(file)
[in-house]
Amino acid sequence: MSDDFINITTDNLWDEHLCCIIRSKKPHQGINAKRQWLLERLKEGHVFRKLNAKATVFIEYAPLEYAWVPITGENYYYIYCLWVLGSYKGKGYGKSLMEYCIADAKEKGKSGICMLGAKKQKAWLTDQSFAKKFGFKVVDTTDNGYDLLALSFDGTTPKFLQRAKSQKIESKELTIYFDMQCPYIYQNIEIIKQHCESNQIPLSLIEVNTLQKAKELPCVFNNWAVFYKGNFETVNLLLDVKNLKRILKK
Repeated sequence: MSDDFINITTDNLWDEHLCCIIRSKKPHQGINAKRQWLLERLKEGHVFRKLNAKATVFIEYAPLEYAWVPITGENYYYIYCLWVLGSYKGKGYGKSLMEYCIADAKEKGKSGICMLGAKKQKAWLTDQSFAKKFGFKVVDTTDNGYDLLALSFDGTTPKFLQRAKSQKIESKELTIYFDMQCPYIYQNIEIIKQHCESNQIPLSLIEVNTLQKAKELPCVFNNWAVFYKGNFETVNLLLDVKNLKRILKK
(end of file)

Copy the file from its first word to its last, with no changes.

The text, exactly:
[in-house]
Amino acid sequence: MSDDFINITTDNLWDEHLCCIIRSKKPHQGINAKRQWLLERLKEGHVFRKLNAKATVFIEYAPLEYAWVPITGENYYYIYCLWVLGSYKGKGYGKSLMEYCIADAKEKGKSGICMLGAKKQKAWLTDQSFAKKFGFKVVDTTDNGYDLLALSFDGTTPKFLQRAKSQKIESKELTIYFDMQCPYIYQNIEIIKQHCESNQIPLSLIEVNTLQKAKELPCVFNNWAVFYKGNFETVNLLLDVKNLKRILKK
Repeated sequence: MSDDFINITTDNLWDEHLCCIIRSKKPHQGINAKRQWLLERLKEGHVFRKLNAKATVFIEYAPLEYAWVPITGENYYYIYCLWVLGSYKGKGYGKSLMEYCIADAKEKGKSGICMLGAKKQKAWLTDQSFAKKFGFKVVDTTDNGYDLLALSFDGTTPKFLQRAKSQKIESKELTIYFDMQCPYIYQNIEIIKQHCESNQIPLSLIEVNTLQKAKELPCVFNNWAVFYKGNFETVNLLLDVKNLKRILKK